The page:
Above, Congresswoman Maxine Waters and other policymakers visit address students and teachers at the STEM Academy of Hollywood.
L.A. Unified teachers, principals – everyone for that matter – holds high expectations for students. We expect them to learn, develop, thrive and graduate from high school with the academic knowledge and critical-thinking skills they need to be successful.
While test scores and graduation rates are on the rise, the District is working hard to close a stubborn achievement gap. It is achieving success through Linked Learning, a program that combines rigorous academics, high-quality technical education, work-based learning, and comprehensive support services to help students stay on track. Linked Learning also engages state and local business and industry as well as higher education in improving and making high school relevant for for traditionally under-served students in low-income Latino and African-American communities. The California Department of Education has committed about $2 billion to expand Linked Learning initiative statewide.
“It is exciting to walk into Linked Learning classrooms and see students engaged in projects that are relevant to real-world careers. You can see students learning and practicing such critical skills as effectively communicating, critically thinking and thoughtfully collaborating with their peers, faculty and professionals from the same career field they are studying, ” Christine Margiotta, vice president for community impact for the United Way of Greater Los Angeles.
Earlier this month, Congresswoman Maxine Waters joined with federal, state and local officials in visiting Linked Learning programs at the STEM Academy of Hollywood and Los Angeles High School of the Arts. The visit was organized by the Alliance for Excellent Education, a national policy and advocacy organization dedicated to transforming America’s high schools.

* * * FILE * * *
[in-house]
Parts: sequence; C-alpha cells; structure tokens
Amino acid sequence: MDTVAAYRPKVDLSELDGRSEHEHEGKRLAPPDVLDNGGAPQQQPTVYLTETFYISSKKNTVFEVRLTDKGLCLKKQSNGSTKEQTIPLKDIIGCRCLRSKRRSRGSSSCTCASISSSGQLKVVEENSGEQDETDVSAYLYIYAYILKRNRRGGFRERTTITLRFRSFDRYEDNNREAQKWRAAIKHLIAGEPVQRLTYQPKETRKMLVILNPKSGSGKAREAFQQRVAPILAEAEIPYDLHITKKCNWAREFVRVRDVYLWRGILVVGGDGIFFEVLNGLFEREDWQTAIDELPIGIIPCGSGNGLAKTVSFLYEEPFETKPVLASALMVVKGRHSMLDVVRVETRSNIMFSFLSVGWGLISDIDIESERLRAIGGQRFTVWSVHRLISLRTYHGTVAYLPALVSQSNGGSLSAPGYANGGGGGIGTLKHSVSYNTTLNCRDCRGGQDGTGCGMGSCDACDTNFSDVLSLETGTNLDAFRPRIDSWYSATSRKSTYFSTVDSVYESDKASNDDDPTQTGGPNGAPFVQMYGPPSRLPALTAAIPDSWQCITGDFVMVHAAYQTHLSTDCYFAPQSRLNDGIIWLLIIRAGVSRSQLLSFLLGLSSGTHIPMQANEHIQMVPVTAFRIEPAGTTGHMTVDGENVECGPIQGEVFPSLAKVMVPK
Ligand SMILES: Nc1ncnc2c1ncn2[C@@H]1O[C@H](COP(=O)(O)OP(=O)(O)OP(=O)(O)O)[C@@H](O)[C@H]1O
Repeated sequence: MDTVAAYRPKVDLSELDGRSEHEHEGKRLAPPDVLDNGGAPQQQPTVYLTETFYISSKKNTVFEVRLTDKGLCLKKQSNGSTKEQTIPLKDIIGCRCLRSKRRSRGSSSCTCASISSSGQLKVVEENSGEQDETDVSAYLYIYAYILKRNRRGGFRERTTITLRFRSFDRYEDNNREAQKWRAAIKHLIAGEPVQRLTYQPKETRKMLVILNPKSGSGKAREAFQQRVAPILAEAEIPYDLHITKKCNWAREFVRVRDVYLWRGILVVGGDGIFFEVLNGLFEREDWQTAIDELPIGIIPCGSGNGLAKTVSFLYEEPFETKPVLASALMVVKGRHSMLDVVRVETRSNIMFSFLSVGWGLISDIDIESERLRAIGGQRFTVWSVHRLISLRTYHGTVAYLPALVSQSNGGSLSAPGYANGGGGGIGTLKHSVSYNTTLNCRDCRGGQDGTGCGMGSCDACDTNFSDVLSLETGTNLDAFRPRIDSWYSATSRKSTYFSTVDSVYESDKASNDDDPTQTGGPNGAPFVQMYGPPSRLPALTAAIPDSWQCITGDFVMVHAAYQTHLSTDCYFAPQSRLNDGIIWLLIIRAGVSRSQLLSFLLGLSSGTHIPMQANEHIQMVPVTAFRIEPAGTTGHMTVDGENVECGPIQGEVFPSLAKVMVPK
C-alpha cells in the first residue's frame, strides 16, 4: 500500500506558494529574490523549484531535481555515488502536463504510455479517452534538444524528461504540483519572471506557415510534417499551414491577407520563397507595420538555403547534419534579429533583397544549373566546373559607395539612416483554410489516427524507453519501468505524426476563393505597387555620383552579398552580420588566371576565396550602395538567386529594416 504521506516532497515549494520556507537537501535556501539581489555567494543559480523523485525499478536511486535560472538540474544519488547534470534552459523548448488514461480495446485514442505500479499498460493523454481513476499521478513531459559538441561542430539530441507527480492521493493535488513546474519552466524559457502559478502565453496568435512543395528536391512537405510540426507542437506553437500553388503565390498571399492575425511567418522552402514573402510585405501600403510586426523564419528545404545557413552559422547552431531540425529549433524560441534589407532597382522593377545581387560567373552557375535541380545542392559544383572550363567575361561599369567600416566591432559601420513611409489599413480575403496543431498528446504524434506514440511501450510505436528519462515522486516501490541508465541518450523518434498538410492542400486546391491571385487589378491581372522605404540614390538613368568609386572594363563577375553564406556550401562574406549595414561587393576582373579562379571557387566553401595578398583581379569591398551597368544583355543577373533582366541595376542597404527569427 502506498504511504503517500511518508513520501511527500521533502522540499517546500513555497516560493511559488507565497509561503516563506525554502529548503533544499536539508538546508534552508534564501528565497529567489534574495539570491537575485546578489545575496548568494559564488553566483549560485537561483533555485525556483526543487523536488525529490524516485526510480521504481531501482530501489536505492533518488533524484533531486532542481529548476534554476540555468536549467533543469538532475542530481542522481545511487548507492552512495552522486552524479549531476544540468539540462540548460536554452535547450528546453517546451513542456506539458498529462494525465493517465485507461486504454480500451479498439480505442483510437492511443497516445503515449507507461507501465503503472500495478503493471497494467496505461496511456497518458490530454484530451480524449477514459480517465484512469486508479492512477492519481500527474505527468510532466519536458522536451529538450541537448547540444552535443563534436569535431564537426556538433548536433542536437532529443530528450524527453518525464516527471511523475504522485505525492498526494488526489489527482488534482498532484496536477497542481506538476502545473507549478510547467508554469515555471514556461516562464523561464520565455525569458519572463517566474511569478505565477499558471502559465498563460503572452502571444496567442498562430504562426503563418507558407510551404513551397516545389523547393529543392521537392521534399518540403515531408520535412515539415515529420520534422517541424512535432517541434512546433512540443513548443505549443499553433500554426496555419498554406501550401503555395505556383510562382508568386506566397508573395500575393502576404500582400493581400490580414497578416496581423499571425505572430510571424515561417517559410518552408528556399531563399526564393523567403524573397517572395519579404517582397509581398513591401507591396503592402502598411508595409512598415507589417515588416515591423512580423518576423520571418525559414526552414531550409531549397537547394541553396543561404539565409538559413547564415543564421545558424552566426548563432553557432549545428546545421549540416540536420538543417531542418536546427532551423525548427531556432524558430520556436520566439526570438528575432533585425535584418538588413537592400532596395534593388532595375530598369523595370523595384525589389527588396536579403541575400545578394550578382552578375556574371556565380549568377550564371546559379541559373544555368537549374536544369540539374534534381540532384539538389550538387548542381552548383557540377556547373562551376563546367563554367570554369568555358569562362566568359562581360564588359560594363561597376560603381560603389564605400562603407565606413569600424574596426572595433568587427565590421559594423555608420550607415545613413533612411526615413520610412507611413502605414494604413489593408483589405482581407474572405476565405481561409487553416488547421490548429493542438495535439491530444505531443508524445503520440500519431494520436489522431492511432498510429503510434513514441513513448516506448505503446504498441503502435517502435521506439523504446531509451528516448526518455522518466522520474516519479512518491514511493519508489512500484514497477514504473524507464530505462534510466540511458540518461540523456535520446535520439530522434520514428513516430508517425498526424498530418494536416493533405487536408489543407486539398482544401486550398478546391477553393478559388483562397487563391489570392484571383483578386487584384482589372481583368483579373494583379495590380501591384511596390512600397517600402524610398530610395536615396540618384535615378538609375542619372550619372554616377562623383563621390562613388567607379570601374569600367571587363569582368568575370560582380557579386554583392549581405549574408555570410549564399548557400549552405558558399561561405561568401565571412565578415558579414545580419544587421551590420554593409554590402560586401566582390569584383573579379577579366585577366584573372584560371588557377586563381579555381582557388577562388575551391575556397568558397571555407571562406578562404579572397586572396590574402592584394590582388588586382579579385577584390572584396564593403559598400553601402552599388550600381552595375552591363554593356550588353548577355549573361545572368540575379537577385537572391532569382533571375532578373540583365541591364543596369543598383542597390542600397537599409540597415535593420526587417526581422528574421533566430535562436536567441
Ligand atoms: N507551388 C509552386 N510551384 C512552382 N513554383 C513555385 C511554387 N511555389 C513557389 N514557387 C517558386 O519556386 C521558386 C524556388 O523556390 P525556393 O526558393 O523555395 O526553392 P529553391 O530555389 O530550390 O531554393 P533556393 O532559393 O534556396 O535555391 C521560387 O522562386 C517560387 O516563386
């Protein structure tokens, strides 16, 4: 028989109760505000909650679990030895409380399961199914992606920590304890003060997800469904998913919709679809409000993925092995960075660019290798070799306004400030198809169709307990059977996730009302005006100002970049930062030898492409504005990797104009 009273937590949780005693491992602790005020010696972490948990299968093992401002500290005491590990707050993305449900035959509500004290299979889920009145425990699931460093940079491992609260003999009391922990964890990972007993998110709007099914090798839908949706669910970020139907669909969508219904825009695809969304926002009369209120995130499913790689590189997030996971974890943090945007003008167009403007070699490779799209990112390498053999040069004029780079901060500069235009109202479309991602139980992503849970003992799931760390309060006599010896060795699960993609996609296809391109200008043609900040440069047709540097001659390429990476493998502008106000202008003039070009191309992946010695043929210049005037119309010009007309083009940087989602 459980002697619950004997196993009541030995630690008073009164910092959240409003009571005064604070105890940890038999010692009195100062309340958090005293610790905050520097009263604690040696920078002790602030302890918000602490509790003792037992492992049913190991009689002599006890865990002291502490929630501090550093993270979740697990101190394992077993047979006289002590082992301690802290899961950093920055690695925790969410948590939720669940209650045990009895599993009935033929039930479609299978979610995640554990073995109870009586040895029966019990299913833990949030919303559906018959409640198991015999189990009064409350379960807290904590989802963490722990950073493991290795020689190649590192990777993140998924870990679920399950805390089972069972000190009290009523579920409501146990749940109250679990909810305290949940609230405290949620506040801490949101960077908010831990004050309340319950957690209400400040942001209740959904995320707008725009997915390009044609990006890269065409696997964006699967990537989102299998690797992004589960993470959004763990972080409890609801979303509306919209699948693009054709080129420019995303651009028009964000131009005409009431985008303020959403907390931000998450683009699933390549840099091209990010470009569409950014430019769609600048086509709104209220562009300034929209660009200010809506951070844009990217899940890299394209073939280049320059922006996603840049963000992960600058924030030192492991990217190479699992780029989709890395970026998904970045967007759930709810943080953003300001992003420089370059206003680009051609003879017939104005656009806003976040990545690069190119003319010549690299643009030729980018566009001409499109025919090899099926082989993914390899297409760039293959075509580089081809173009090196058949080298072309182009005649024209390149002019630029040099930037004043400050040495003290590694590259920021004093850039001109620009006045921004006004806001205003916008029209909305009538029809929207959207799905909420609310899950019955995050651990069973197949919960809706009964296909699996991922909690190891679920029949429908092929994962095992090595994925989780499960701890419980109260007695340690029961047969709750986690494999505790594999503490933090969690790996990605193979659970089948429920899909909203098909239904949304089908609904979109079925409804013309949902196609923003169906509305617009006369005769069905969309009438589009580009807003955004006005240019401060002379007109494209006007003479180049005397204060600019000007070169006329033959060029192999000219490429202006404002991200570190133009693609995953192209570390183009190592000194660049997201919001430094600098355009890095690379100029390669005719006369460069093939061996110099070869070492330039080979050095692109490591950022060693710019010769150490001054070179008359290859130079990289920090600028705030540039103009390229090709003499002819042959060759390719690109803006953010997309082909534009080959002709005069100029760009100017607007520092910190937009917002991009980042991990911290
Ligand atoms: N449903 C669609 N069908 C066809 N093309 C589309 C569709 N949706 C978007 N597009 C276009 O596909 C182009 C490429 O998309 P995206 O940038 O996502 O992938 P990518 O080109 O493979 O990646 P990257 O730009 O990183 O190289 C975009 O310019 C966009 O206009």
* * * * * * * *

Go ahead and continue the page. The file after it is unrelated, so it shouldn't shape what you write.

The policymakers interacted with current and students, teachers and administrators while exploring classroom and workshop spaces where students learned about aerodynamics and circuit design, and defended portfolios tied to the performing and technical theater arts.
At the STEM Academy of Hollywood, biomedical students presented their findings on the harmful effects of ultraviolet light on simulated human skin while engineering students compared wind, solar, hydrogen and biofuel energy sources.
At the STEM Academy of Hollywood – an innovative Science, Technology, Engineering and Medical Pilot – about 90 percent of the students are eligible for free and reduced price meals. On statewide assessments, students scored significantly higher in English Language Arts than students attending traditional high schools in L.A. Unified. Approximately 80 percent students graduated on time in 2015.
“Our students and staff are extremely proud of the innovation happening here at STEM,” said STEM Academy Principal Paul Hirsh. “Our adoption of the Linked Learning model has been truly transformative.”
Los Angeles High School of the Arts provides students with instruction in the performing and technical arts. Approximately 86 percent of the school’s students are eligible for free and reduced price lunch. Thee school also has a large percentage of English-learners, many of whom are recent immigrants with barriers to English, and of students with disabilities.
In visiting the classrooms at LAHSA, participants watched as students performed Shakespeare’s sonnets and presented their design work.
“Linked Learning has benefited the school by promoting more collaboration among teachers and students, fostering openness and innovation, contributing to an emphasis on feedback and revision of work by students, teachers, and professionals, use of rubrics and criteria to assess student work, and leading us to reform grading practices,” LAHSA Principal Susan Canjura said.